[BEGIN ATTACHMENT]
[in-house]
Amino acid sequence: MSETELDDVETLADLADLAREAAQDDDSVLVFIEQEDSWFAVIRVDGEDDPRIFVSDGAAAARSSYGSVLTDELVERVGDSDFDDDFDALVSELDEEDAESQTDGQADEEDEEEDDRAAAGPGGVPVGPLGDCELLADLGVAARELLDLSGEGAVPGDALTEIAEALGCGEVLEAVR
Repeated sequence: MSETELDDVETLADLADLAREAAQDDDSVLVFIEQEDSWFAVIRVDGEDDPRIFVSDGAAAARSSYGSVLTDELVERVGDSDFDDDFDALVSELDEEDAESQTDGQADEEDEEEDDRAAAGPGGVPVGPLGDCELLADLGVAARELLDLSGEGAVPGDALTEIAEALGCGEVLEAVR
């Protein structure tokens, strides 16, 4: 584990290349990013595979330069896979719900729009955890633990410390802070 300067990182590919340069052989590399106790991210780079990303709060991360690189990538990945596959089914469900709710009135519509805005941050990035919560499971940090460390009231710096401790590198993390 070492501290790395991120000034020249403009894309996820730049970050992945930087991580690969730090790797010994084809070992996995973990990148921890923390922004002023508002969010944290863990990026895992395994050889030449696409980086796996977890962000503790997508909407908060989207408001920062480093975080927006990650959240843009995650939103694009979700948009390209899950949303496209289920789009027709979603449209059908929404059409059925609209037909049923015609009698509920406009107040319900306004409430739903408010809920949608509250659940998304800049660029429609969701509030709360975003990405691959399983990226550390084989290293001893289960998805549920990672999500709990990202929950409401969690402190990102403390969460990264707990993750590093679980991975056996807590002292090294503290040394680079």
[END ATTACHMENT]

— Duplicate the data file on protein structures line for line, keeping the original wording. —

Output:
[in-house]
Amino acid sequence: MSETELDDVETLADLADLAREAAQDDDSVLVFIEQEDSWFAVIRVDGEDDPRIFVSDGAAAARSSYGSVLTDELVERVGDSDFDDDFDALVSELDEEDAESQTDGQADEEDEEEDDRAAAGPGGVPVGPLGDCELLADLGVAARELLDLSGEGAVPGDALTEIAEALGCGEVLEAVR
Repeated sequence: MSETELDDVETLADLADLAREAAQDDDSVLVFIEQEDSWFAVIRVDGEDDPRIFVSDGAAAARSSYGSVLTDELVERVGDSDFDDDFDALVSELDEEDAESQTDGQADEEDEEEDDRAAAGPGGVPVGPLGDCELLADLGVAARELLDLSGEGAVPGDALTEIAEALGCGEVLEAVR
């Protein structure tokens, strides 16, 4: 584990290349990013595979330069896979719900729009955890633990410390802070 300067990182590919340069052989590399106790991210780079990303709060991360690189990538990945596959089914469900709710009135519509805005941050990035919560499971940090460390009231710096401790590198993390 070492501290790395991120000034020249403009894309996820730049970050992945930087991580690969730090790797010994084809070992996995973990990148921890923390922004002023508002969010944290863990990026895992395994050889030449696409980086796996977890962000503790997508909407908060989207408001920062480093975080927006990650959240843009995650939103694009979700948009390209899950949303496209289920789009027709979603449209059908929404059409059925609209037909049923015609009698509920406009107040319900306004409430739903408010809920949608509250659940998304800049660029429609969701509030709360975003990405691959399983990226550390084989290293001893289960998805549920990672999500709990990202929950409401969690402190990102403390969460990264707990993750590093679980991975056996807590002292090294503290040394680079």